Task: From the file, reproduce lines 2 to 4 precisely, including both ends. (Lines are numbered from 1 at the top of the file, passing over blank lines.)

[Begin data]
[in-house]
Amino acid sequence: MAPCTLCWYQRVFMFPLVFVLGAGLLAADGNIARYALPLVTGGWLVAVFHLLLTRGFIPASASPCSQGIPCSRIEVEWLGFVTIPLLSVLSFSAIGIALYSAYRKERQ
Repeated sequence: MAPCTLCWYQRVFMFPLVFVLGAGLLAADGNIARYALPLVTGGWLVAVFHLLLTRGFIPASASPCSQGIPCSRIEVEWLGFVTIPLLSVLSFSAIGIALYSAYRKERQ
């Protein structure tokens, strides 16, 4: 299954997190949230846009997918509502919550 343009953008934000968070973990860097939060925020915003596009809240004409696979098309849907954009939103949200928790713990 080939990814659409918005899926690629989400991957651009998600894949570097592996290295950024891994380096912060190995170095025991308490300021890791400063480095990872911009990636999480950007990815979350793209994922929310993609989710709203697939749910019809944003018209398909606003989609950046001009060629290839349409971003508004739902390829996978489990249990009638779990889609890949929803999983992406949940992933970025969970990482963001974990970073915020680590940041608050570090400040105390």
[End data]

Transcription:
Amino acid sequence: MAPCTLCWYQRVFMFPLVFVLGAGLLAADGNIARYALPLVTGGWLVAVFHLLLTRGFIPASASPCSQGIPCSRIEVEWLGFVTIPLLSVLSFSAIGIALYSAYRKERQ
Repeated sequence: MAPCTLCWYQRVFMFPLVFVLGAGLLAADGNIARYALPLVTGGWLVAVFHLLLTRGFIPASASPCSQGIPCSRIEVEWLGFVTIPLLSVLSFSAIGIALYSAYRKERQ
């Protein structure tokens, strides 16, 4: 299954997190949230846009997918509502919550 343009953008934000968070973990860097939060925020915003596009809240004409696979098309849907954009939103949200928790713990 080939990814659409918005899926690629989400991957651009998600894949570097592996290295950024891994380096912060190995170095025991308490300021890791400063480095990872911009990636999480950007990815979350793209994922929310993609989710709203697939749910019809944003018209398909606003989609950046001009060629290839349409971003508004739902390829996978489990249990009638779990889609890949929803999983992406949940992933970025969970990482963001974990970073915020680590940041608050570090400040105390």